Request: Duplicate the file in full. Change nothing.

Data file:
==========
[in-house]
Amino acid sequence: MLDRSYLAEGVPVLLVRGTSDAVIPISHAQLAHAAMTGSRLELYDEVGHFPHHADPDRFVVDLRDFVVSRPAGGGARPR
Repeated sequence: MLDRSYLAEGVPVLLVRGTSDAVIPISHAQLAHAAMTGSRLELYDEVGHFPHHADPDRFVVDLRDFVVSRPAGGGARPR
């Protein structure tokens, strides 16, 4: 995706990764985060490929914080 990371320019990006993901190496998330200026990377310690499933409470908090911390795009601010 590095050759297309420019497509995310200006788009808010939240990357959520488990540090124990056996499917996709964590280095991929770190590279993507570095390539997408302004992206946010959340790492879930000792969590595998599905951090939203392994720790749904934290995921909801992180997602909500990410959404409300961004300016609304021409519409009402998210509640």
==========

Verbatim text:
[in-house]
Amino acid sequence: MLDRSYLAEGVPVLLVRGTSDAVIPISHAQLAHAAMTGSRLELYDEVGHFPHHADPDRFVVDLRDFVVSRPAGGGARPR
Repeated sequence: MLDRSYLAEGVPVLLVRGTSDAVIPISHAQLAHAAMTGSRLELYDEVGHFPHHADPDRFVVDLRDFVVSRPAGGGARPR
């Protein structure tokens, strides 16, 4: 995706990764985060490929914080 990371320019990006993901190496998330200026990377310690499933409470908090911390795009601010 590095050759297309420019497509995310200006788009808010939240990357959520488990540090124990056996499917996709964590280095991929770190590279993507570095390539997408302004992206946010959340790492879930000792969590595998599905951090939203392994720790749904934290995921909801992180997602909500990410959404409300961004300016609304021409519409009402998210509640």